Cover: Using Patient-Facing Kiosks to Support Quality Improvement at Mental Health Clinics

Using Patient-Facing Kiosks to Support Quality Improvement at Mental Health Clinics

Published in: Medical Care, v. 51, no. 3, suppl 1, Mar. 2013, p. S13-S20

Posted on Mar 1, 2013

by Amy N. Cohen, Matthew Chinman, Alison Hamilton, Fiona Whelan, Alexander Young

Research Question

  1. Can health information technology be used to improve the care that patients in mental health clinics receive for weight loss?

OBJECTIVES: Evidence-based services improve outcomes in schizophrenia, but most patients at mental health clinics do not receive such services. This gap in care has been perpetuated by a lack of routinely collected data on patients' clinical status and the treatments they receive. However, routine data collection can be completed by patients themselves, especially when aided by health information technology. It is not known whether these data can be used to improve care quality. METHODS: In a controlled trial, 8 medical centers of the Veterans Health Administration were assigned to implementation or usual care. A total of 571 patients with schizophrenia were overweight and had not used evidence-based weight services. The implementation strategy included data from patient-facing kiosks, continuous data feedback, clinical champions, education, social marketing, and evidence-based quality improvement teams. Mixed methods evaluated the impact of the kiosks on utilization of and retention in weight services. RESULTS: Compared with usual care, implementation resulted in individuals being more likely to use weight services, availing services >5 weeks sooner, and continuing to use the services 3 times more. When compared with the year before implementation, patients at implementation sites saw a 3-fold increase in treatment visits. Usual care resulted in no change. CONCLUSIONS: Mental health clinics have been slow to adopt health information technology. This study is among the first to implement and evaluate automated collection of data from patients at these clinics. Patient-facing kiosks are feasible in routine care and provide data that can be used to substantially improve the quality of care.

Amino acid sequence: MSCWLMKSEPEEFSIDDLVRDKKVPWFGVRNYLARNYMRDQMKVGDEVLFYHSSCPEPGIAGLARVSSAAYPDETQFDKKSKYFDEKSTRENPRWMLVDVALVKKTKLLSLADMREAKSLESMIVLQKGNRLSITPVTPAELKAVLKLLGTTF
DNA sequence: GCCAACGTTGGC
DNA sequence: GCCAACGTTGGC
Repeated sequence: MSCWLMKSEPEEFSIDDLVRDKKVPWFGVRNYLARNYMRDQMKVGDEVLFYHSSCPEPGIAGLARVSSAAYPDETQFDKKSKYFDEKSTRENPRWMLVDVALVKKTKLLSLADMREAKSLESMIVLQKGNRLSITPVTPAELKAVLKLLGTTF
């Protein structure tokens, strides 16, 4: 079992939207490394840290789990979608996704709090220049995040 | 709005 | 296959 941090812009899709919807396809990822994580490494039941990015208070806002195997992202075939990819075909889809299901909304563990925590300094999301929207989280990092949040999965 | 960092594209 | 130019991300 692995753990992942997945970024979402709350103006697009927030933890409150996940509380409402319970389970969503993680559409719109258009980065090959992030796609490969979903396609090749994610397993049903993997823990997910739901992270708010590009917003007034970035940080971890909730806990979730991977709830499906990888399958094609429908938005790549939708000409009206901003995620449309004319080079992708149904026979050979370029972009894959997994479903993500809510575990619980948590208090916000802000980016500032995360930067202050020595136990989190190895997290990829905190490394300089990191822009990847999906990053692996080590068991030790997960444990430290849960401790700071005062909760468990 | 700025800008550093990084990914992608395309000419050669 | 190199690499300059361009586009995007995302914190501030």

Key Findings

  • Patients used kiosks in mental health clinics to provide data about their weight and treatment for it to their providers and care managers.
  • The data used improved weight treatment quality.


  • These same methods could likely improve care in other settings, whether in the VHA or the community.

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